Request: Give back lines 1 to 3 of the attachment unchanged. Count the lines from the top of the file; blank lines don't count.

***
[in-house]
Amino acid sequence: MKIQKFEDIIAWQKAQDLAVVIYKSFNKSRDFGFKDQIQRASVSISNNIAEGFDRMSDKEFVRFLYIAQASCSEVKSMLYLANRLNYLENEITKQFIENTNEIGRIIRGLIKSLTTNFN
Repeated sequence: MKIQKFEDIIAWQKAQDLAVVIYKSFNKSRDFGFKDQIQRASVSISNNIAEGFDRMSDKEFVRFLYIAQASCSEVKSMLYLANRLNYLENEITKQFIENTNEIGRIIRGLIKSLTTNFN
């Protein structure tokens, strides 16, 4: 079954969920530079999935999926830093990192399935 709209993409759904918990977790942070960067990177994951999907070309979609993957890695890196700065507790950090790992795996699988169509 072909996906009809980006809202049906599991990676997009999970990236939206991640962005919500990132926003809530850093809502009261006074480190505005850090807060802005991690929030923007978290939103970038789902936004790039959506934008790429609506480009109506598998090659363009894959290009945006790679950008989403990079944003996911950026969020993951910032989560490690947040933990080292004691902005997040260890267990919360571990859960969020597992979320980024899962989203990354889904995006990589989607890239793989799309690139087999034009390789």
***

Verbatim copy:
[in-house]
Amino acid sequence: MKIQKFEDIIAWQKAQDLAVVIYKSFNKSRDFGFKDQIQRASVSISNNIAEGFDRMSDKEFVRFLYIAQASCSEVKSMLYLANRLNYLENEITKQFIENTNEIGRIIRGLIKSLTTNFN
Repeated sequence: MKIQKFEDIIAWQKAQDLAVVIYKSFNKSRDFGFKDQIQRASVSISNNIAEGFDRMSDKEFVRFLYIAQASCSEVKSMLYLANRLNYLENEITKQFIENTNEIGRIIRGLIKSLTTNFN